NUSA DUA, Indonesia (Reuters) - Chances that developing nations such as China would agree to cut greenhouse gas emissions receded on Friday as U.N. talks inched forward in seeking a new world pact by 2009 to fight global warming.
“Nothing’s been ruled out,” said Yvo de Boer, head of the U.N. Climate Change Secretariat at the December 3-14 talks among 190 nations in a luxury beach resort in Bali, Indonesia.
“Binding commitments for developing countries are not off the table but are crawling towards the edge,” he said of the possibility that developing nations would agree to join many rich nations in capping greenhouse gas emissions.
The negotiations aim to agree a “roadmap” to work out a broader, more ambitious climate deal to succeed the Kyoto Protocol by 2009, spurred by U.N. reports warning of ever more heatwaves, droughts, and rising seas.
Delegates must find words equally palatable to rich countries such as the United States and Japan, which want developing nations to fight climate change harder, and the likes of China and India, which want to be paid to take such effort.
“The negotiations on the future are going very well,” de Boer added of the overall talks on a new global pact.
De Boer said most rich nations seemed to agree it was too early to expect developing nations to cap emissions. China’s emissions of greenhouse gases per capita, for instance, are about 4 tons against 20 tons per American.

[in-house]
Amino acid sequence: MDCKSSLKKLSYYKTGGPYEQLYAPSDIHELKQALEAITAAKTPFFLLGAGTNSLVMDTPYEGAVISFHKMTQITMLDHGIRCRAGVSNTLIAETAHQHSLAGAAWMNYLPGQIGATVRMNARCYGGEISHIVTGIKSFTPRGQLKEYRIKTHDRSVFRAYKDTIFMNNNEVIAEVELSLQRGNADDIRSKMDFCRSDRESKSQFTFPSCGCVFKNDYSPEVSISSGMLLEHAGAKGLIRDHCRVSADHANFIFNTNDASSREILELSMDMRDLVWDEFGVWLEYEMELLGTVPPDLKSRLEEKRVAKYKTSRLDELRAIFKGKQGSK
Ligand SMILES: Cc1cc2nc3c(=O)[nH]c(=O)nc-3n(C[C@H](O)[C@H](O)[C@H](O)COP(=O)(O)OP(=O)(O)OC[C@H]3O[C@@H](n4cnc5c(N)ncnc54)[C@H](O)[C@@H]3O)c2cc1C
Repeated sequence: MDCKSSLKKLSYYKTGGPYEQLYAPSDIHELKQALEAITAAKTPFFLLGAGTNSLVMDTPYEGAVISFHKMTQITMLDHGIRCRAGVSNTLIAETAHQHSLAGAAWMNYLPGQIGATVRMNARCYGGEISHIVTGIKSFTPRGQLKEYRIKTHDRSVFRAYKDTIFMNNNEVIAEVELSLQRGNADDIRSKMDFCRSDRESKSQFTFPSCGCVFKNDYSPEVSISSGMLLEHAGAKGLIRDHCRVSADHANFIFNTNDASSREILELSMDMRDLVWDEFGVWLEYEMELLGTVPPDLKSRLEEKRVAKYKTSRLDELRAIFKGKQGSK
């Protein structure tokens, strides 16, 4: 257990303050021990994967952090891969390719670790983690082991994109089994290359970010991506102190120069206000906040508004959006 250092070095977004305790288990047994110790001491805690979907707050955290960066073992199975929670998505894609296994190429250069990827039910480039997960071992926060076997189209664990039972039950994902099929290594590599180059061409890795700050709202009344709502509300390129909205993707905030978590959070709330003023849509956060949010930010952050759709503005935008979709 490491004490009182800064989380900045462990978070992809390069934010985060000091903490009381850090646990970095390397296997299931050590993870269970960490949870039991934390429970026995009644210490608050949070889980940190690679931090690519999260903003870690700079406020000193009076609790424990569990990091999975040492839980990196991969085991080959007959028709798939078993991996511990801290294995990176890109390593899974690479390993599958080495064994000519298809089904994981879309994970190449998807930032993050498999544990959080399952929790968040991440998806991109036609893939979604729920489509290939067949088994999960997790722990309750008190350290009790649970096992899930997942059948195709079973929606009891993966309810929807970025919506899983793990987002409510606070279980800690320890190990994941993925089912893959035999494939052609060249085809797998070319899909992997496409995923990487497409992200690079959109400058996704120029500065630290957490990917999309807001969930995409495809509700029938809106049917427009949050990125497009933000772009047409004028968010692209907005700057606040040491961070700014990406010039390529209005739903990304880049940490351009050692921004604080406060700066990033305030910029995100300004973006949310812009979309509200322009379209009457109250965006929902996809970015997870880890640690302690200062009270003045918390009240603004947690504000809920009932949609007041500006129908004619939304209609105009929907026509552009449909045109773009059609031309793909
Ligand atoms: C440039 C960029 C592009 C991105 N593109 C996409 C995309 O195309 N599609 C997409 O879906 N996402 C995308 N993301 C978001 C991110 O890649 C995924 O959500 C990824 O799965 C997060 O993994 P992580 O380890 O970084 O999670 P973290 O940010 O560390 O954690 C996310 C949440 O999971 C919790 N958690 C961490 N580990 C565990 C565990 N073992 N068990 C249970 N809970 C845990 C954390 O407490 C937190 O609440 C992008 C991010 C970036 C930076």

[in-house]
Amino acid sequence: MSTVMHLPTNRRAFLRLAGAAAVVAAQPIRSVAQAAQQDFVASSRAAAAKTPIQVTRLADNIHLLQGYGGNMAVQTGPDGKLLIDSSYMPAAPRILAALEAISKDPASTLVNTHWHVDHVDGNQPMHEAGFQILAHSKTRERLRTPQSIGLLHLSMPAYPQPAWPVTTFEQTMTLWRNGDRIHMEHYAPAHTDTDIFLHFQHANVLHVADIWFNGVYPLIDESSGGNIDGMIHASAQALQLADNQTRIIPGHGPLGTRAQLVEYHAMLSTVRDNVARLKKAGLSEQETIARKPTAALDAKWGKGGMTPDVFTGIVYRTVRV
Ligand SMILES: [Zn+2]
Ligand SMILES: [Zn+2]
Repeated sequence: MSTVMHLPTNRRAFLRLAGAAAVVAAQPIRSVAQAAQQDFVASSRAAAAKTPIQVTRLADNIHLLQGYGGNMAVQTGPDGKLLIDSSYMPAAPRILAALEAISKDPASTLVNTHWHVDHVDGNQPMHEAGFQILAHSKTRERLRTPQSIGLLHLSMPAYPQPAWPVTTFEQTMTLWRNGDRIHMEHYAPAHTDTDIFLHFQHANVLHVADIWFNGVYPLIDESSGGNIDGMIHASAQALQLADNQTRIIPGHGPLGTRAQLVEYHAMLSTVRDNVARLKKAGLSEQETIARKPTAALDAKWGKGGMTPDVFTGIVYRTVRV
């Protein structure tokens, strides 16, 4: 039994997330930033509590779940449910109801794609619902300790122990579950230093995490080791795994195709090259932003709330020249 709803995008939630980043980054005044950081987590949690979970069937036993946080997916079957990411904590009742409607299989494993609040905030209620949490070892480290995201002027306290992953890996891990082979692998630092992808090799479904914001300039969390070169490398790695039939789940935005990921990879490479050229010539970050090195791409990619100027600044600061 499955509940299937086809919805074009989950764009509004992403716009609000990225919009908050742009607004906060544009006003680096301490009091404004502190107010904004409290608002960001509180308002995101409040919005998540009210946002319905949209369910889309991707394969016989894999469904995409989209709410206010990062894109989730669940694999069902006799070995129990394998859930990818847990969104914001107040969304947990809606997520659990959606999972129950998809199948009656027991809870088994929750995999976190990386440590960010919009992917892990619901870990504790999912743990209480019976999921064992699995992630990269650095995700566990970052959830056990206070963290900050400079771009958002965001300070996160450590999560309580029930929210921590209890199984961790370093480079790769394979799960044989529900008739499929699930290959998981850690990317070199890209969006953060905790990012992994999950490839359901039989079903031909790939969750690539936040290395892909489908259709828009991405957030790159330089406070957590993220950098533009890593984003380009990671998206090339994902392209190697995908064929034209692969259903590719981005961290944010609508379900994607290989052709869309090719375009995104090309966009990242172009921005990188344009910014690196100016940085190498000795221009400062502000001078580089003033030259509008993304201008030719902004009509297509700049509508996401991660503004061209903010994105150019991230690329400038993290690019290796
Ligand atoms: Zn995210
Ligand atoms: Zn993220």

Many developing countries say they will at most try to brake the rise of their emissions but want incentives such as clean technology and aid. About a dozen trade ministers will meet in Bali at the weekend and finance ministers on Monday.
Kyoto binds 36 industrialized nations to cut emissions of greenhouse gases, mainly from burning fossil fuels, by 5 percent below 1990 levels by 2008-12. The United States opposes Kyoto, saying it would cost jobs and unfairly omits 2012 targets for developing nations.
De Boer said a huge shift in world financing was needed, referring to a U.N. report in August project that net annual investments of $200-$210 billion by 2030 were needed to curb emissions, in areas from renewable energies to nuclear power.
He likened a shift in world financing to a bold mission into space in the U.S. TV series “Star Trek”, saying “investments will have to go to places they have never gone before.”
Outside the conference centre, about two dozen representatives of indigenous groups staged a protest, wearing gags, saying they had been barred from entering the conference centre for a scheduled meeting.
Indigenous groups worry they will be marginalized by a scheme under discussion in Bali to allow poor countries to earn money by selling carbon credits to preserve their rainforests.
De Boer praised China for what he called a “constructive” role at the talks. China is seeking to cut the amount of greenhouse gases emitted per unit of gross domestic product and to raise the share of renewable energies.
The United States remained under pressure after the U.S. House of Representatives passed an energy bill on Thursday that would boost vehicle fuel economy requirements by 40 percent by 2020, but the White House said it would veto the bill.
“The political centre of gravity in the United States has really shifted,” said Angela Anderson of the National Environmental Trust. “It’s time to stop looking at where the United States has been and look at where the United States is going.”
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Additional reporting by Alister Doyle and David Fogarty; editing by Roger Crabb